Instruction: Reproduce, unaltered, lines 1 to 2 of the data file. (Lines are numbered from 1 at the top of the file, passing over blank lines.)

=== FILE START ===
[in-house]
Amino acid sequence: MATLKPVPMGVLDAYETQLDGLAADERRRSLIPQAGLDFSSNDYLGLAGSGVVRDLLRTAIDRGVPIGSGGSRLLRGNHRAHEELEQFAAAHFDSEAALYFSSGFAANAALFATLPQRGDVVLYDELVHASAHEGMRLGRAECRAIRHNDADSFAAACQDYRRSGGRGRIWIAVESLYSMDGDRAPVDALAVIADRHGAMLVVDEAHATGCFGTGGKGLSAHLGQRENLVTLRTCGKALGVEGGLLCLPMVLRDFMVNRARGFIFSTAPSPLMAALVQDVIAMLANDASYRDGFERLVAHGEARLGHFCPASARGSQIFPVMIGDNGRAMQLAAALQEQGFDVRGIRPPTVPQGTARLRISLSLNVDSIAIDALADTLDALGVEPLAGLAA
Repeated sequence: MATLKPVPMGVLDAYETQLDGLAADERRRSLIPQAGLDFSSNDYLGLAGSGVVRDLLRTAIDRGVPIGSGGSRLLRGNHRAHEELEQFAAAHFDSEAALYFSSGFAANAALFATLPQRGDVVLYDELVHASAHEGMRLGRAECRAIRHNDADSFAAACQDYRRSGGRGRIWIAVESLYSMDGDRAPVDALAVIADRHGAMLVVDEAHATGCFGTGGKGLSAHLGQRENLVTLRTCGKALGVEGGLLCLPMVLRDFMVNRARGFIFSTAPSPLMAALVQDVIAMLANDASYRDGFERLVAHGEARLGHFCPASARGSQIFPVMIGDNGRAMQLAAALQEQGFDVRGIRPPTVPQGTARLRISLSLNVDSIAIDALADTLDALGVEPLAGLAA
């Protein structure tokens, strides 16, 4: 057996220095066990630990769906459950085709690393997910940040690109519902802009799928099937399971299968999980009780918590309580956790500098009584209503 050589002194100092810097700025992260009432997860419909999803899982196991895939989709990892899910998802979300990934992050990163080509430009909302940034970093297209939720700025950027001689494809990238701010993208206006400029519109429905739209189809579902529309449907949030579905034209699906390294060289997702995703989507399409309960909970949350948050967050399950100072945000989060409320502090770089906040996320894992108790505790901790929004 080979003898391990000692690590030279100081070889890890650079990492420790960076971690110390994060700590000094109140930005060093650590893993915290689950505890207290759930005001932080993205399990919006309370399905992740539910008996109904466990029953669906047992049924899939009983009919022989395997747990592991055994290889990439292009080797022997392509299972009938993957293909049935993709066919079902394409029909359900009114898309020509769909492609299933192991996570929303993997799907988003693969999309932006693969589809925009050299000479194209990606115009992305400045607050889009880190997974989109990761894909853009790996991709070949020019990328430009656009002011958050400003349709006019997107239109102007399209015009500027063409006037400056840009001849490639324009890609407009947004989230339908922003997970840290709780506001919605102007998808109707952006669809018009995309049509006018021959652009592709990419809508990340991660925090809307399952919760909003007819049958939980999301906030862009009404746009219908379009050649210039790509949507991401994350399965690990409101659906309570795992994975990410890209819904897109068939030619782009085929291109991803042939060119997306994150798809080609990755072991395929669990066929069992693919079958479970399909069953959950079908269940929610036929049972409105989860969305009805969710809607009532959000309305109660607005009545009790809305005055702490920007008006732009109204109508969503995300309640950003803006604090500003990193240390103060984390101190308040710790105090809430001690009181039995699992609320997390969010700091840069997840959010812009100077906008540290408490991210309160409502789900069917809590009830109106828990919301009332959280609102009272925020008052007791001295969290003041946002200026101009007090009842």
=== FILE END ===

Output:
[in-house]
Amino acid sequence: MATLKPVPMGVLDAYETQLDGLAADERRRSLIPQAGLDFSSNDYLGLAGSGVVRDLLRTAIDRGVPIGSGGSRLLRGNHRAHEELEQFAAAHFDSEAALYFSSGFAANAALFATLPQRGDVVLYDELVHASAHEGMRLGRAECRAIRHNDADSFAAACQDYRRSGGRGRIWIAVESLYSMDGDRAPVDALAVIADRHGAMLVVDEAHATGCFGTGGKGLSAHLGQRENLVTLRTCGKALGVEGGLLCLPMVLRDFMVNRARGFIFSTAPSPLMAALVQDVIAMLANDASYRDGFERLVAHGEARLGHFCPASARGSQIFPVMIGDNGRAMQLAAALQEQGFDVRGIRPPTVPQGTARLRISLSLNVDSIAIDALADTLDALGVEPLAGLAA